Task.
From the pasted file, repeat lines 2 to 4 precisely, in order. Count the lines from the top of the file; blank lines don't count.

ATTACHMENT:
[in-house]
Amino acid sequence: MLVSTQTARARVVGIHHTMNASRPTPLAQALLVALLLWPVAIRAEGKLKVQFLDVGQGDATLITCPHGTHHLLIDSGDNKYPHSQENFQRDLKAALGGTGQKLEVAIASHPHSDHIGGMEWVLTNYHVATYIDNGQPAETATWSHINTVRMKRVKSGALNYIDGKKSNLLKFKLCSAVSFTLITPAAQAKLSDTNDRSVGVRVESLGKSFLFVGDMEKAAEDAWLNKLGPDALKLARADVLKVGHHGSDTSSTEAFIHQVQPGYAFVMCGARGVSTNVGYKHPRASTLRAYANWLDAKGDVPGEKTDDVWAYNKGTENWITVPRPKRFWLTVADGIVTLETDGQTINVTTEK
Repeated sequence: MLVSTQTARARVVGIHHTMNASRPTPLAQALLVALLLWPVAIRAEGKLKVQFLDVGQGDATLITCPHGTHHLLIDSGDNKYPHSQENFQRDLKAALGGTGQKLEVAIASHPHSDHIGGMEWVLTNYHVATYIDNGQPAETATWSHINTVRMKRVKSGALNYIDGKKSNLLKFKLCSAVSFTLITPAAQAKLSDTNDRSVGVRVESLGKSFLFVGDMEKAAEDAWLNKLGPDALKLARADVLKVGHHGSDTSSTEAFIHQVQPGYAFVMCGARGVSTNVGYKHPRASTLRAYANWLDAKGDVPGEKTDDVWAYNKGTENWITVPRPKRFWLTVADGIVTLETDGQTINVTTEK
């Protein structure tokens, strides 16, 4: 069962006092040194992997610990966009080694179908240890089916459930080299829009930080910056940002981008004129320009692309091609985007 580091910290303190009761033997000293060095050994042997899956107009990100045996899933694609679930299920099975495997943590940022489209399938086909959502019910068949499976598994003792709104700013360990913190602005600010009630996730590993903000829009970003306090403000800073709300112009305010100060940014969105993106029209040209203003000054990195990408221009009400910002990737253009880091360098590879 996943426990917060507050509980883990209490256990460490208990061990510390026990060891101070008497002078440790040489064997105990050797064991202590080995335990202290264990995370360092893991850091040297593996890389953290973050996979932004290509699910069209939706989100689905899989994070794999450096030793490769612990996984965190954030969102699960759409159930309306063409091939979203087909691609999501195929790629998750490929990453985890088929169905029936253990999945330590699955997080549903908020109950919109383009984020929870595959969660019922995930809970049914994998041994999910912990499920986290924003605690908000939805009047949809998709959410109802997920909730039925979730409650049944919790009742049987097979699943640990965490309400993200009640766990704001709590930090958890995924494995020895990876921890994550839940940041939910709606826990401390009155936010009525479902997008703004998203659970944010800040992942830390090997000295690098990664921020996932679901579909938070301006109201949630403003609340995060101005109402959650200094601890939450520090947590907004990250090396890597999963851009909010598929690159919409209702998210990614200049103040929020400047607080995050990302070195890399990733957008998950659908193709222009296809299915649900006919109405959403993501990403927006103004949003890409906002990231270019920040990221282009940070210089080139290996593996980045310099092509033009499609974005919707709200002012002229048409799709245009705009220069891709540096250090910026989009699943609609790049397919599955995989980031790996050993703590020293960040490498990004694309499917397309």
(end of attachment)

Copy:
Amino acid sequence: MLVSTQTARARVVGIHHTMNASRPTPLAQALLVALLLWPVAIRAEGKLKVQFLDVGQGDATLITCPHGTHHLLIDSGDNKYPHSQENFQRDLKAALGGTGQKLEVAIASHPHSDHIGGMEWVLTNYHVATYIDNGQPAETATWSHINTVRMKRVKSGALNYIDGKKSNLLKFKLCSAVSFTLITPAAQAKLSDTNDRSVGVRVESLGKSFLFVGDMEKAAEDAWLNKLGPDALKLARADVLKVGHHGSDTSSTEAFIHQVQPGYAFVMCGARGVSTNVGYKHPRASTLRAYANWLDAKGDVPGEKTDDVWAYNKGTENWITVPRPKRFWLTVADGIVTLETDGQTINVTTEK
Repeated sequence: MLVSTQTARARVVGIHHTMNASRPTPLAQALLVALLLWPVAIRAEGKLKVQFLDVGQGDATLITCPHGTHHLLIDSGDNKYPHSQENFQRDLKAALGGTGQKLEVAIASHPHSDHIGGMEWVLTNYHVATYIDNGQPAETATWSHINTVRMKRVKSGALNYIDGKKSNLLKFKLCSAVSFTLITPAAQAKLSDTNDRSVGVRVESLGKSFLFVGDMEKAAEDAWLNKLGPDALKLARADVLKVGHHGSDTSSTEAFIHQVQPGYAFVMCGARGVSTNVGYKHPRASTLRAYANWLDAKGDVPGEKTDDVWAYNKGTENWITVPRPKRFWLTVADGIVTLETDGQTINVTTEK
């Protein structure tokens, strides 16, 4: 069962006092040194992997610990966009080694179908240890089916459930080299829009930080910056940002981008004129320009692309091609985007 580091910290303190009761033997000293060095050994042997899956107009990100045996899933694609679930299920099975495997943590940022489209399938086909959502019910068949499976598994003792709104700013360990913190602005600010009630996730590993903000829009970003306090403000800073709300112009305010100060940014969105993106029209040209203003000054990195990408221009009400910002990737253009880091360098590879 996943426990917060507050509980883990209490256990460490208990061990510390026990060891101070008497002078440790040489064997105990050797064991202590080995335990202290264990995370360092893991850091040297593996890389953290973050996979932004290509699910069209939706989100689905899989994070794999450096030793490769612990996984965190954030969102699960759409159930309306063409091939979203087909691609999501195929790629998750490929990453985890088929169905029936253990999945330590699955997080549903908020109950919109383009984020929870595959969660019922995930809970049914994998041994999910912990499920986290924003605690908000939805009047949809998709959410109802997920909730039925979730409650049944919790009742049987097979699943640990965490309400993200009640766990704001709590930090958890995924494995020895990876921890994550839940940041939910709606826990401390009155936010009525479902997008703004998203659970944010800040992942830390090997000295690098990664921020996932679901579909938070301006109201949630403003609340995060101005109402959650200094601890939450520090947590907004990250090396890597999963851009909010598929690159919409209702998210990614200049103040929020400047607080995050990302070195890399990733957008998950659908193709222009296809299915649900006919109405959403993501990403927006103004949003890409906002990231270019920040990221282009940070210089080139290996593996980045310099092509033009499609974005919707709200002012002229048409799709245009705009220069891709540096250090910026989009699943609609790049397919599955995989980031790996050993703590020293960040490498990004694309499917397309």